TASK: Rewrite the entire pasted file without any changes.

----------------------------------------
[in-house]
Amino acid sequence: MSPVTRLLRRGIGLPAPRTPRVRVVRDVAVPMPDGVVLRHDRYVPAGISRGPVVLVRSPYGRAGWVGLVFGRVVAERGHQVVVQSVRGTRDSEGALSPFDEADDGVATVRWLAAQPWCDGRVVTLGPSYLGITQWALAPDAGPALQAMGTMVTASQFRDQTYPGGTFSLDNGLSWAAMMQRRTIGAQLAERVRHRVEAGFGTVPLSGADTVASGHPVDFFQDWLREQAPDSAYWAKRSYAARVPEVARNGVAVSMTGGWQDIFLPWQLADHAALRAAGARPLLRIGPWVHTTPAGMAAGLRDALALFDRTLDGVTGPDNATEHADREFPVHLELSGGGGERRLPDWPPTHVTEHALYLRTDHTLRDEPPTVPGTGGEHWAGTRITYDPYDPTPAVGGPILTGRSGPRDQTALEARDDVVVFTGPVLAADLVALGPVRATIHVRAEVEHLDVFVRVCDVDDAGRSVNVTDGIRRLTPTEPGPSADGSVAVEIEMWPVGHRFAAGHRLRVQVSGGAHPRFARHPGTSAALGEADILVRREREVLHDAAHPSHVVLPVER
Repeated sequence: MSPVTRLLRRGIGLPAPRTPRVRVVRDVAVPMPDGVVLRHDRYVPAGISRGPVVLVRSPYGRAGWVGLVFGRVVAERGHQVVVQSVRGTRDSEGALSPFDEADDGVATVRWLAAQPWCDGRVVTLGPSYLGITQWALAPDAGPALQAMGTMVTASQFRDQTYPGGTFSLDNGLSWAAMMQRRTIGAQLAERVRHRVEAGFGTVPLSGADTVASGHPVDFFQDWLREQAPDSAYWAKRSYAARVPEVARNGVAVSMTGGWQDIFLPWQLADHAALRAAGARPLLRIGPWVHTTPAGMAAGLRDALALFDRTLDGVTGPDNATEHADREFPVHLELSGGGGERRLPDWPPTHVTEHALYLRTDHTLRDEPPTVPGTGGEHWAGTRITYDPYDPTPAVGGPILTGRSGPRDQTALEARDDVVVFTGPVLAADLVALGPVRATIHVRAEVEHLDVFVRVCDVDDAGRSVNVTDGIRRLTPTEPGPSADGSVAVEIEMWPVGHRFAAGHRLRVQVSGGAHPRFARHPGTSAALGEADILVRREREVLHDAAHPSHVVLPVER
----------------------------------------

[in-house]
Amino acid sequence: MSPVTRLLRRGIGLPAPRTPRVRVVRDVAVPMPDGVVLRHDRYVPAGISRGPVVLVRSPYGRAGWVGLVFGRVVAERGHQVVVQSVRGTRDSEGALSPFDEADDGVATVRWLAAQPWCDGRVVTLGPSYLGITQWALAPDAGPALQAMGTMVTASQFRDQTYPGGTFSLDNGLSWAAMMQRRTIGAQLAERVRHRVEAGFGTVPLSGADTVASGHPVDFFQDWLREQAPDSAYWAKRSYAARVPEVARNGVAVSMTGGWQDIFLPWQLADHAALRAAGARPLLRIGPWVHTTPAGMAAGLRDALALFDRTLDGVTGPDNATEHADREFPVHLELSGGGGERRLPDWPPTHVTEHALYLRTDHTLRDEPPTVPGTGGEHWAGTRITYDPYDPTPAVGGPILTGRSGPRDQTALEARDDVVVFTGPVLAADLVALGPVRATIHVRAEVEHLDVFVRVCDVDDAGRSVNVTDGIRRLTPTEPGPSADGSVAVEIEMWPVGHRFAAGHRLRVQVSGGAHPRFARHPGTSAALGEADILVRREREVLHDAAHPSHVVLPVER
Repeated sequence: MSPVTRLLRRGIGLPAPRTPRVRVVRDVAVPMPDGVVLRHDRYVPAGISRGPVVLVRSPYGRAGWVGLVFGRVVAERGHQVVVQSVRGTRDSEGALSPFDEADDGVATVRWLAAQPWCDGRVVTLGPSYLGITQWALAPDAGPALQAMGTMVTASQFRDQTYPGGTFSLDNGLSWAAMMQRRTIGAQLAERVRHRVEAGFGTVPLSGADTVASGHPVDFFQDWLREQAPDSAYWAKRSYAARVPEVARNGVAVSMTGGWQDIFLPWQLADHAALRAAGARPLLRIGPWVHTTPAGMAAGLRDALALFDRTLDGVTGPDNATEHADREFPVHLELSGGGGERRLPDWPPTHVTEHALYLRTDHTLRDEPPTVPGTGGEHWAGTRITYDPYDPTPAVGGPILTGRSGPRDQTALEARDDVVVFTGPVLAADLVALGPVRATIHVRAEVEHLDVFVRVCDVDDAGRSVNVTDGIRRLTPTEPGPSADGSVAVEIEMWPVGHRFAAGHRLRVQVSGGAHPRFARHPGTSAALGEADILVRREREVLHDAAHPSHVVLPVER